With Van Zandt playing behind him, Magaro said, “It was extremely intimidating. After I was done, I was apologizing.” But he got the job. And Chase, he said, “is actually a great guy, and extremely authentic and one of the most honest people I’ve ever met.”
He was impressed by Bella Heathcote, the Australian actress who plays Douglas’ girlfriend: “She’s extremely committed. I never heard her speak with an Australian accent the entire time we were shooting.”
And he had a reunion with James Gandolfini, who plays Douglas’ father.
“We’d actually done a film a few years ago (Down the Shore) that is … sort of in the void of movies that haven’t come out,” Magaro said. “I think that gave us a comfortability with each other and an idea of how each other worked that made it a lot easier for us to play our scenes together.”
Still, before the movie started shooting, the 29-year-old Magaro had to get steeped in the ’60s milieu — something that he did not know firsthand.
Secondhand, he had some sense of it. His mother, Wendy Cooley of Atwater, and father, James Magaro of Munroe Falls, “are baby-boomers. I grew up with a knowledge of the ’60s.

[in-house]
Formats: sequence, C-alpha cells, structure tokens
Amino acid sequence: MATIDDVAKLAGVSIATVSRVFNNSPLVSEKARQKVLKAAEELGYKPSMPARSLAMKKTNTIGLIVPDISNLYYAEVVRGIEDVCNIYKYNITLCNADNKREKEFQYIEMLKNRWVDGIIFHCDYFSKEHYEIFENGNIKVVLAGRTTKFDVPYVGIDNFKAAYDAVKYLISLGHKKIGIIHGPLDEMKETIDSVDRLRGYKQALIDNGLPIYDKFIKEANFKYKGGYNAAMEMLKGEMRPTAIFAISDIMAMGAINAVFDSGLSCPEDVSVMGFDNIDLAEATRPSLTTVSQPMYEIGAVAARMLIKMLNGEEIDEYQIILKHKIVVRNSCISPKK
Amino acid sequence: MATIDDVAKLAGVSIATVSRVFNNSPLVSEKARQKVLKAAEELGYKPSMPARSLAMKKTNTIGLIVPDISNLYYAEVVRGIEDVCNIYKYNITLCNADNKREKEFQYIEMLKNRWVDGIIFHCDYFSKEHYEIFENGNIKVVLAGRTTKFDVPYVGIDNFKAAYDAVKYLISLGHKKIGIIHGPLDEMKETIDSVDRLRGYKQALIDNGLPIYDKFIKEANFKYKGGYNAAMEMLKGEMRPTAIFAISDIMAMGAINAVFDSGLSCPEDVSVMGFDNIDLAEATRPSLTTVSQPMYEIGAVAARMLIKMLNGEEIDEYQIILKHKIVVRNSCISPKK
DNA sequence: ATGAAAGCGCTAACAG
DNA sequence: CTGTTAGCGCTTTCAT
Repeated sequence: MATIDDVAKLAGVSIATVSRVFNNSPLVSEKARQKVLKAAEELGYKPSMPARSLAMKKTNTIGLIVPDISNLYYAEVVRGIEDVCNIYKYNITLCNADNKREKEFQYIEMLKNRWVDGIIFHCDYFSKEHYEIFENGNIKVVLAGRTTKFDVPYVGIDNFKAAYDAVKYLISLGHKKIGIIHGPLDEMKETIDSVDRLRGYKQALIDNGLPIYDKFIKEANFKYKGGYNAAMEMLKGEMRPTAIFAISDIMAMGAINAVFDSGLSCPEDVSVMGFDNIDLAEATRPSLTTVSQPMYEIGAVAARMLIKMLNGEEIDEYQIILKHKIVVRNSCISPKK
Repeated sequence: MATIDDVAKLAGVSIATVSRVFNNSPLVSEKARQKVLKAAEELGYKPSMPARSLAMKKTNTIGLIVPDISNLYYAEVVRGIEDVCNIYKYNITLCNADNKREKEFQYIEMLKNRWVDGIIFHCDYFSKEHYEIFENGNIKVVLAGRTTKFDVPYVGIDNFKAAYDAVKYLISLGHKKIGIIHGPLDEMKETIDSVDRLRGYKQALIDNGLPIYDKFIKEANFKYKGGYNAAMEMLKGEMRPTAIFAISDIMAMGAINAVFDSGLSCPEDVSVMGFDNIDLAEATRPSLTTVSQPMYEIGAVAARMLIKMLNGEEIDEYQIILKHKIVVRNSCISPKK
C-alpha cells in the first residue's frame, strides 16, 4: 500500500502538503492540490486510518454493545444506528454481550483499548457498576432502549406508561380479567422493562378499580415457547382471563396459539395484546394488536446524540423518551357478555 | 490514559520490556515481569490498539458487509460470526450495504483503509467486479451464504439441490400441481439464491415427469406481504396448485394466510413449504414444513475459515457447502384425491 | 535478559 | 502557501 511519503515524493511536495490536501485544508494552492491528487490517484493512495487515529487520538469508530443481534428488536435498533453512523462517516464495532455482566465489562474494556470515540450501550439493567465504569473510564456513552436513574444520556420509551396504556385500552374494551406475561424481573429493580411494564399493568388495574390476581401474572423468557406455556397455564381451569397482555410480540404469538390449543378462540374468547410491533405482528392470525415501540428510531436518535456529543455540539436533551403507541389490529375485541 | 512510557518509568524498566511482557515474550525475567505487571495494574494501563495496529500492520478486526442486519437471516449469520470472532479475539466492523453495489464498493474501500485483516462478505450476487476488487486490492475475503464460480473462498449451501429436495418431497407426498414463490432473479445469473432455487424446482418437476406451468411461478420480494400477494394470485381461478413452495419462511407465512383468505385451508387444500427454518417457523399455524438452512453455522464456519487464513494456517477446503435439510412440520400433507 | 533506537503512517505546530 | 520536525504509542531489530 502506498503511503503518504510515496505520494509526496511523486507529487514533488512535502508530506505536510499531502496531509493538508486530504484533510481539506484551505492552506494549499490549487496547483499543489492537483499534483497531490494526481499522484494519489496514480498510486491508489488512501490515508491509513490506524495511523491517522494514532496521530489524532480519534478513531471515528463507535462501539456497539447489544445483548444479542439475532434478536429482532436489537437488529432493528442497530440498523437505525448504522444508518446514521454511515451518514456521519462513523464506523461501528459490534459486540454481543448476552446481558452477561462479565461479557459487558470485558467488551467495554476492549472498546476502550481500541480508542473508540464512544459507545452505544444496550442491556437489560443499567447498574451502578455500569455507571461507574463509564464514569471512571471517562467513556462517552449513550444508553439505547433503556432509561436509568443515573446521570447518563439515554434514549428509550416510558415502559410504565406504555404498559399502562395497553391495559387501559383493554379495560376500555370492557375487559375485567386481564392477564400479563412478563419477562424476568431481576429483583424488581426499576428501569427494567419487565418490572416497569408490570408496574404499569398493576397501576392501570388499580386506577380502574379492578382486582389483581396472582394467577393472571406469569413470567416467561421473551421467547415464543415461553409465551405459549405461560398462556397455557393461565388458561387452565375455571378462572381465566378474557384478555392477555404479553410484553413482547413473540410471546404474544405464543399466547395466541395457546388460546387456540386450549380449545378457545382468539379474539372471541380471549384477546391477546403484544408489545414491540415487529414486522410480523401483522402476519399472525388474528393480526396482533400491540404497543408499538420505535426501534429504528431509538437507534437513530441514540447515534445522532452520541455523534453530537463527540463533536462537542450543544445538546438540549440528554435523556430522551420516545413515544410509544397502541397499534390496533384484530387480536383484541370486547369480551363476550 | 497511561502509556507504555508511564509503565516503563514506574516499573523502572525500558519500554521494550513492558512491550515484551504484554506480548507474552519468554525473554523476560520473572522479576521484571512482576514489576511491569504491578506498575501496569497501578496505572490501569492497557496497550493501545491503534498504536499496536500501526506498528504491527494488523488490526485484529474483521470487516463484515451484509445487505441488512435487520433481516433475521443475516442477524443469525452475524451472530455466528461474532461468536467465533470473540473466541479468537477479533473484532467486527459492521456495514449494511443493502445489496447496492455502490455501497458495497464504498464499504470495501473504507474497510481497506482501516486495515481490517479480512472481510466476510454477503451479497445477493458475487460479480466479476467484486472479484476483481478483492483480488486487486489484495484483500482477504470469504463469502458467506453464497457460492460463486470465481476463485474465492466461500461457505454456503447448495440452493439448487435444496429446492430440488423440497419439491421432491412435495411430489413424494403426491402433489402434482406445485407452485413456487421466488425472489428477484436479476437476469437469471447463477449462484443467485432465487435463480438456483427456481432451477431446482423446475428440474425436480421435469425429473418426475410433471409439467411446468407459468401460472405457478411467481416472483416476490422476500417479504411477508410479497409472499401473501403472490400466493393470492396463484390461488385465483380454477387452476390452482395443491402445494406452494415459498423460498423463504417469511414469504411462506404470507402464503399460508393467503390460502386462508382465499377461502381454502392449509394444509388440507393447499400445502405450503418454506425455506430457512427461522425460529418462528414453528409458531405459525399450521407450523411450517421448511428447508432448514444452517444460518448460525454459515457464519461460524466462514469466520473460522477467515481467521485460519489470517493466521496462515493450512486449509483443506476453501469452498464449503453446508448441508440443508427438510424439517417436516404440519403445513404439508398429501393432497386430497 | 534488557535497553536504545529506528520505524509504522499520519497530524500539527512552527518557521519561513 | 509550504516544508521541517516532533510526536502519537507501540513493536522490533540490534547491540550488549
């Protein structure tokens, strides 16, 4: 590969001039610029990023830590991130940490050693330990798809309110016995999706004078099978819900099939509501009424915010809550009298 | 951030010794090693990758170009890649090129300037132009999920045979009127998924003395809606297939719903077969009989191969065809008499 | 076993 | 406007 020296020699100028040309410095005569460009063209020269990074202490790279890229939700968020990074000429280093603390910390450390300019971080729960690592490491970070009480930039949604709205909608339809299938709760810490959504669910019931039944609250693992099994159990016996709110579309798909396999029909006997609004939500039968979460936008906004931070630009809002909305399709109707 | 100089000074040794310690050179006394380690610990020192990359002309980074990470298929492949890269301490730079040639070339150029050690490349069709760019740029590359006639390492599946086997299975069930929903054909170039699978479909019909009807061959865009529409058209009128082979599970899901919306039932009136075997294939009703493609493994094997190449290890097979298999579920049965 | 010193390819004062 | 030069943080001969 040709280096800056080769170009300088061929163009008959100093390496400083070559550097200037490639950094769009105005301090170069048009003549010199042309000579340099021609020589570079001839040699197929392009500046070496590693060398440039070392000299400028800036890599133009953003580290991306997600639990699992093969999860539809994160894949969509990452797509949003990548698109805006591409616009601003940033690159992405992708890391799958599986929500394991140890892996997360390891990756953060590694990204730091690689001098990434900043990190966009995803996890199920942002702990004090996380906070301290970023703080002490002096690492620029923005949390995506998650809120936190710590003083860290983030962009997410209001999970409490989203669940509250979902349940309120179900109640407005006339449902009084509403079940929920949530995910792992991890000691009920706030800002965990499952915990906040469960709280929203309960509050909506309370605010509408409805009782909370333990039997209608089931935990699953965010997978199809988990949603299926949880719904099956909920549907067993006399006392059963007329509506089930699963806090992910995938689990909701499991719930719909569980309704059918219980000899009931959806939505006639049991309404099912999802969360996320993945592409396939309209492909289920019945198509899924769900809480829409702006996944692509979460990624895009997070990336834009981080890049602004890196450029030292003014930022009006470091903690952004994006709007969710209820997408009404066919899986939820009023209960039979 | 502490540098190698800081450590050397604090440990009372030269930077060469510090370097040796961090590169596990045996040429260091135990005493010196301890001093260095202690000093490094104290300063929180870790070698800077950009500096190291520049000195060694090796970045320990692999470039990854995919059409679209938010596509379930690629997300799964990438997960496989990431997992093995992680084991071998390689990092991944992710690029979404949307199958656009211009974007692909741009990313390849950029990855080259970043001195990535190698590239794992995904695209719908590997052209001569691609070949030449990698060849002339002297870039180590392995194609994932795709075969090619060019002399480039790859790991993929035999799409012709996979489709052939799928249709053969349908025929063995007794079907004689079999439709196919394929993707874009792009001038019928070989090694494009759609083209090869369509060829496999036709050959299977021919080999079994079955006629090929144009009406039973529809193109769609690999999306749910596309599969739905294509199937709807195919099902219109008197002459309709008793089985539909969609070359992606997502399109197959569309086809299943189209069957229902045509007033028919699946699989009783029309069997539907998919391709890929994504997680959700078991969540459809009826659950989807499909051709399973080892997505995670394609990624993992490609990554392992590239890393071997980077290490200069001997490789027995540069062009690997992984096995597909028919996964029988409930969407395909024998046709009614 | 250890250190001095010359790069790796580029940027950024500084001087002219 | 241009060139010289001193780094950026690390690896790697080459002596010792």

“My mom went to Kent State; her freshman year was the year of the shootings. And my dad is a little older than her, so he was in high school the same time David was in high school. I had heard a lot of those stories [about the ’60s] and you get the history in school, and I grew up listening to a lot of that music because of my parents.”
And when he was making the movie, Magaro said, “One of the most fascinating things for me was seeing what a shift in culture was happening at that time. I don’t know if we’ve had that since the ’60s. I don’t know if we’ll have it again. When the Beatles hit, there was just this huge tidal shift, and this shift would happen again, month after month, every time the new album by the Stones or the Kinks or the Who was released. It would alter pop culture and the political tone.”